Arab Americans Play a Visible Role at the Democratic National Convention
By Munir K. Nasser
Arab Americans will play a visible role in the 2000 Democratic National Convention in Los Angeles this week, voting as delegates and organizing a rally to lift the sanctions on Iraq.
A record high of 52 Arab American delegates have been elected to the Convention from 20 states. Michigan has the largest Arab American delegation with eight, California and Pennsylvania have seven each, and Ohio's delegation will include four Arab Americans. Among the prominent Arab Americans participating in this year’s convention are Democratic members of Congress, state governors, city mayors, and union leaders of Arab descent.
A coalition of American civil movements will demonstrate in a rally during the convention on Tuesday, including one organized by the American-Arab Anti-Discrimination Committee (ADC) on behalf of Iraqi children suffering under UN economic sanctions.
ADC’s West Coast Regional Director Michel Shehadeh told Albawaba.com that the rally would mobilize more Americans against the sanctions. “As we mark the 10th year of the sanctions against Iraq, more than 1.5 million Iraqis have died, and hundreds of children are dying each day due to lack of clean water, medicine and food,” he said.
Shehadeh charged that President Clinton, Secretary of State Albright, and Vice President Gore and others are responsible for the suffering of Iraq. He said the rally would show them, and the world, the suffering of the Iraqi children during the Democratic National Convention. “The eyes of the world will be on Los Angeles,” he said
Shehadeh is also the Chairperson for Save the Iraqi Children Coalition, which was established four years ago. It is comprised of many organizations and individuals in Southern California, including Arab American and US civil rights organizations.
He said the response to this coalition was amazing. “Although the mainstream media does not show the real feeling of the American people, we were surprised that most Americans are against those sanctions,” he stressed.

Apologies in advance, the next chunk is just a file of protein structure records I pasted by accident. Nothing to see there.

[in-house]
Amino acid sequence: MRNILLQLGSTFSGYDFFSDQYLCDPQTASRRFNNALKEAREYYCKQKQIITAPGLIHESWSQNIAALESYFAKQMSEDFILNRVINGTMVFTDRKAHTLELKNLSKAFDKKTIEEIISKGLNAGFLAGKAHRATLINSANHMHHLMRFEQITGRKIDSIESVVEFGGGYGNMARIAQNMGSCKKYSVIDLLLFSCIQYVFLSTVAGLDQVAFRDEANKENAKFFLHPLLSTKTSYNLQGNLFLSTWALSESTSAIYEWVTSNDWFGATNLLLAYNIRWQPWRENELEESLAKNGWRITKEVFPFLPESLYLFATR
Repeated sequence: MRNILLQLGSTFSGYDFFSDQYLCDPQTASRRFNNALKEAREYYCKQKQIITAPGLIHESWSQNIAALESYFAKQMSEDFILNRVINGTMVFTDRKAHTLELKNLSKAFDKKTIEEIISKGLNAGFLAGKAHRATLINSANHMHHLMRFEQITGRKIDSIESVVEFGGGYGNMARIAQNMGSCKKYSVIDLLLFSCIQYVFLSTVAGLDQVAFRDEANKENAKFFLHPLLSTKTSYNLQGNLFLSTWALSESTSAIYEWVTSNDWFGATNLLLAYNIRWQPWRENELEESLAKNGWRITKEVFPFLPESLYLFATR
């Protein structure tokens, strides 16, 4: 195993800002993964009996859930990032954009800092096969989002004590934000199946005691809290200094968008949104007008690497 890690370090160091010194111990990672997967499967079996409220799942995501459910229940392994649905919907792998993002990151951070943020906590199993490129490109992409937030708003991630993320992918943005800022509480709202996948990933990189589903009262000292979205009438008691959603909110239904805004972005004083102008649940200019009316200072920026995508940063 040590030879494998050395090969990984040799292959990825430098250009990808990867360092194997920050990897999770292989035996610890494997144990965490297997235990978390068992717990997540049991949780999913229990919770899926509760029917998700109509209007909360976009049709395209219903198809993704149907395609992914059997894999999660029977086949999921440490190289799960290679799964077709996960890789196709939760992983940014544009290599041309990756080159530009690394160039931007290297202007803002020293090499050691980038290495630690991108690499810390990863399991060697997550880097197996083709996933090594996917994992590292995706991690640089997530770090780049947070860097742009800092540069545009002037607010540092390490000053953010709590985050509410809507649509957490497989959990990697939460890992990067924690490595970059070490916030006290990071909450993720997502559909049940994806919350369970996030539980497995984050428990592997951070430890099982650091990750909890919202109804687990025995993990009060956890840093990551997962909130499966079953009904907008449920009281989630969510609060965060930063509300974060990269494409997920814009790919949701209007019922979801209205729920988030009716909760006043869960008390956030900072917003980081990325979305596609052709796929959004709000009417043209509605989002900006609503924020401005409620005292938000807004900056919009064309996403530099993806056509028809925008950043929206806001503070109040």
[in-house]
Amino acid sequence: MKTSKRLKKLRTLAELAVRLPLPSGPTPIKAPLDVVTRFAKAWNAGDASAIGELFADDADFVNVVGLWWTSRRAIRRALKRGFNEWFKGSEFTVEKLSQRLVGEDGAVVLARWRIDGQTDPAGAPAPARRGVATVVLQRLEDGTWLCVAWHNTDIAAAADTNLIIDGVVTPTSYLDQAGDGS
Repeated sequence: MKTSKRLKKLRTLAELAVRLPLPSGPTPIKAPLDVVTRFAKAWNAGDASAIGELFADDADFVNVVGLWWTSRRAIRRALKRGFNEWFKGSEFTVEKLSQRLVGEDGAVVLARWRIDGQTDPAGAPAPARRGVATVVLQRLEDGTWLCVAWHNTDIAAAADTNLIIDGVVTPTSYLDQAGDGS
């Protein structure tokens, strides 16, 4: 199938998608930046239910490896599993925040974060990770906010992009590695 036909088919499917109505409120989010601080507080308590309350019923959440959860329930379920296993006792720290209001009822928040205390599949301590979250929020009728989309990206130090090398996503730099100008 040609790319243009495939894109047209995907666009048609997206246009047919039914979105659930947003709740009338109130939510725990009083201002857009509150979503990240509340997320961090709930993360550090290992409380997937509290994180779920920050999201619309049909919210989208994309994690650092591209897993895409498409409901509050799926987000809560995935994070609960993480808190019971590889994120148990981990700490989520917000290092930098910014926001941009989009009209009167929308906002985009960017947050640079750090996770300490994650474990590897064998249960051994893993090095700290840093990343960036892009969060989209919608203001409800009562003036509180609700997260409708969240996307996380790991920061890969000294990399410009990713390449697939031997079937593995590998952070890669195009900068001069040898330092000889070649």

He noted that this nationwide campaign against the sanctions has culminated in a bill in Congress to lift the humanitarian sanctions against the people of Iraq. “The campaign is working, and it is not going to stop until the sanctions, which are devastating the Iraqi society, are lifted”.
Shehadeh said he is encouraged by the response of the American people to participate in this rally. He added that many people from the West Coast are coming to Los Angeles from Seattle, Portland, Denver, and also people from the East Coast. He expects the rally to be attended by church groups, civil rights organizations. People from all walks of life will participate in a huge demonstration to show the Convention and America the strong sentiment and feelings against those sanctions. Arab Americans are leading the effort and will constitute a large number of the demonstrators.
He noted that because this year is also the anniversary of the Hiroshima and Nagasaki bombing by US atomic weapons, people are seeing the sanctions now as the nuclear weapons of mass destruction. “There is a big feeling among Americans, not only people who care about Iraq per se, but people who are concerned about this newly-found cheap weapon of mass destruction against third world countries,” he stressed.
Just as they did in Philadelphia for the Republican National Convention two weeks ago, loosely organized groups of activists advancing countless political causes are swarming into Los Angeles to publicize their causes and possibly disrupt the Democratic gathering.
The size and diversity of the protests are expected to be larger than those in Philadelphia that resulted in nearly 400 arrests, traffic gridlock and property damage. During this week, downtown Los Angeles streets near the convention site will be filled with activists
Denouncing corporate globalization, genetic engineering, police brutality, the death penalty, defense spending, urban poverty and the destruction of the wilderness.
Dozens of young, college-educated activists will organize civil disobedience marches and carrying banners and life-sized puppets with messages to Democratic delegates and the media covering them.
But the Los Angeles police are taking precautions by closing streets to traffic near the convention site. The US Postal Service removed dozens of mailboxes from downtown corners in fear that explosives could be dumped inside them. Some downtown merchants are planning to close during the convention, while others are boarding storefront windows as if a hurricane is on the way – Albawaba.com
© 2000 Al Bawaba (www.albawaba.com)
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